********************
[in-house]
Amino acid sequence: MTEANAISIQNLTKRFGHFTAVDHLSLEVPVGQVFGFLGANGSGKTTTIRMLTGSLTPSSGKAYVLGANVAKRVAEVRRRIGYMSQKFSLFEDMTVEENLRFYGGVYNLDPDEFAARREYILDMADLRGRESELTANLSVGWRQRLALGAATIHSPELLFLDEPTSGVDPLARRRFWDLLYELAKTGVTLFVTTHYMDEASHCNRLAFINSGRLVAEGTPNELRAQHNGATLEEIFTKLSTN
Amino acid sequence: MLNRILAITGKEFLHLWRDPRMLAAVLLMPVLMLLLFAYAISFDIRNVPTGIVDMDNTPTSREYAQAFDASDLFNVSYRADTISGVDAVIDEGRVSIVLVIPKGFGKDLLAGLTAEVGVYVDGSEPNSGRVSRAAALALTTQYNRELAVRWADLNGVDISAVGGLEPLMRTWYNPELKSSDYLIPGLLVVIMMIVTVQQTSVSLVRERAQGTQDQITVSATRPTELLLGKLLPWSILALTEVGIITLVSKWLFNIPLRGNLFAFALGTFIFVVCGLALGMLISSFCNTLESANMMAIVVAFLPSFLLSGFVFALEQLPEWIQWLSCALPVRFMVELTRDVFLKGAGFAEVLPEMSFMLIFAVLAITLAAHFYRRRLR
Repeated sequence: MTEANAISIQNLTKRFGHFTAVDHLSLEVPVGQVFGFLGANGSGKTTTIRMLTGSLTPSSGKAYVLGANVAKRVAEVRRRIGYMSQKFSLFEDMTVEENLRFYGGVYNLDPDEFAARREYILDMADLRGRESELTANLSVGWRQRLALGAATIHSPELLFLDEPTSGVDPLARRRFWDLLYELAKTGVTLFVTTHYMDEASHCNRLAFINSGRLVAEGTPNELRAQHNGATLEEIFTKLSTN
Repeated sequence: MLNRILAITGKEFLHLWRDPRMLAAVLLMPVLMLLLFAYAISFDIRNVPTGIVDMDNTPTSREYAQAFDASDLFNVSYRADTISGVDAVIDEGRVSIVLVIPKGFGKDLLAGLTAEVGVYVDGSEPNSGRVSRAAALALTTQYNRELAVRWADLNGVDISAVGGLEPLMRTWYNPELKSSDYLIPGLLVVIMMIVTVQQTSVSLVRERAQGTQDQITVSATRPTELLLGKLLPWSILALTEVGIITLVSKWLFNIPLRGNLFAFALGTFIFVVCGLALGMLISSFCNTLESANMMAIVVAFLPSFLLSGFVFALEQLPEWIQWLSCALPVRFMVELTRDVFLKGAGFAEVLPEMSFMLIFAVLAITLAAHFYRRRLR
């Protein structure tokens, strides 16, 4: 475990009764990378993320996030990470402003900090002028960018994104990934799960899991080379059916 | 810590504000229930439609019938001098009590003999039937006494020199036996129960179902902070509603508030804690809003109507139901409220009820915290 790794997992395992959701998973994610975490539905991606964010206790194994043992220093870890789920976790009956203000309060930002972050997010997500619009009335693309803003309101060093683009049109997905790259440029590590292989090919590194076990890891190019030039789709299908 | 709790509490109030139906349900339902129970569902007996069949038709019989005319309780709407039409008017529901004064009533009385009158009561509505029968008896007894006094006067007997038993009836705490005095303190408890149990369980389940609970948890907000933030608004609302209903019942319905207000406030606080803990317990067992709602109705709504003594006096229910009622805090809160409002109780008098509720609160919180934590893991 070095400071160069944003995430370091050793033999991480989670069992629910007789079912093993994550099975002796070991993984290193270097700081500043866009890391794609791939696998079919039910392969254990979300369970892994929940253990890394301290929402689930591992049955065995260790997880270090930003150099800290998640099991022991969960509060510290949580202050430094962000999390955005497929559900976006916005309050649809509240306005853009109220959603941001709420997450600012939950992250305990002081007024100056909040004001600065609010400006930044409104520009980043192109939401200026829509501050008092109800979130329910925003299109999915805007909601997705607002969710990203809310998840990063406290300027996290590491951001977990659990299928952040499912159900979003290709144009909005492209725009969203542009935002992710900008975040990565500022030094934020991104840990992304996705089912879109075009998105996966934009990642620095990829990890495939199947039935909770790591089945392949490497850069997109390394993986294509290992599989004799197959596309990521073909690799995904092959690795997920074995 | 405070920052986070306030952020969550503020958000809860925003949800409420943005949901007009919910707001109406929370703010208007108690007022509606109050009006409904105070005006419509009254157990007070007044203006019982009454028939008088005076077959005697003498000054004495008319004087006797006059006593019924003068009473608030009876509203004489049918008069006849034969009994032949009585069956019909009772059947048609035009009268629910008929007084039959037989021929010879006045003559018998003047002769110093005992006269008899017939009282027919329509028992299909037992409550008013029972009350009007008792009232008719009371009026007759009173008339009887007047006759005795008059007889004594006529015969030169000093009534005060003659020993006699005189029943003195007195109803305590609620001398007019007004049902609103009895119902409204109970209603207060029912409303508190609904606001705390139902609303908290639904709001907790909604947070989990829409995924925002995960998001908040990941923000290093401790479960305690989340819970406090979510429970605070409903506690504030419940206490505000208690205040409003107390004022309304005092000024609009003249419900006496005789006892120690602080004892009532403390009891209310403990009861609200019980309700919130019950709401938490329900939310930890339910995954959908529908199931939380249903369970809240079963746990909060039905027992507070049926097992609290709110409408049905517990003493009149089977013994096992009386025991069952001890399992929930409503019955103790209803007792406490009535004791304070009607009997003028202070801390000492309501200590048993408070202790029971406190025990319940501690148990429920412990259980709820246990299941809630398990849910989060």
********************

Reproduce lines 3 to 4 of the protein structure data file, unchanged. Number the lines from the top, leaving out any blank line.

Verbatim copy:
Amino acid sequence: MLNRILAITGKEFLHLWRDPRMLAAVLLMPVLMLLLFAYAISFDIRNVPTGIVDMDNTPTSREYAQAFDASDLFNVSYRADTISGVDAVIDEGRVSIVLVIPKGFGKDLLAGLTAEVGVYVDGSEPNSGRVSRAAALALTTQYNRELAVRWADLNGVDISAVGGLEPLMRTWYNPELKSSDYLIPGLLVVIMMIVTVQQTSVSLVRERAQGTQDQITVSATRPTELLLGKLLPWSILALTEVGIITLVSKWLFNIPLRGNLFAFALGTFIFVVCGLALGMLISSFCNTLESANMMAIVVAFLPSFLLSGFVFALEQLPEWIQWLSCALPVRFMVELTRDVFLKGAGFAEVLPEMSFMLIFAVLAITLAAHFYRRRLR
Repeated sequence: MTEANAISIQNLTKRFGHFTAVDHLSLEVPVGQVFGFLGANGSGKTTTIRMLTGSLTPSSGKAYVLGANVAKRVAEVRRRIGYMSQKFSLFEDMTVEENLRFYGGVYNLDPDEFAARREYILDMADLRGRESELTANLSVGWRQRLALGAATIHSPELLFLDEPTSGVDPLARRRFWDLLYELAKTGVTLFVTTHYMDEASHCNRLAFINSGRLVAEGTPNELRAQHNGATLEEIFTKLSTN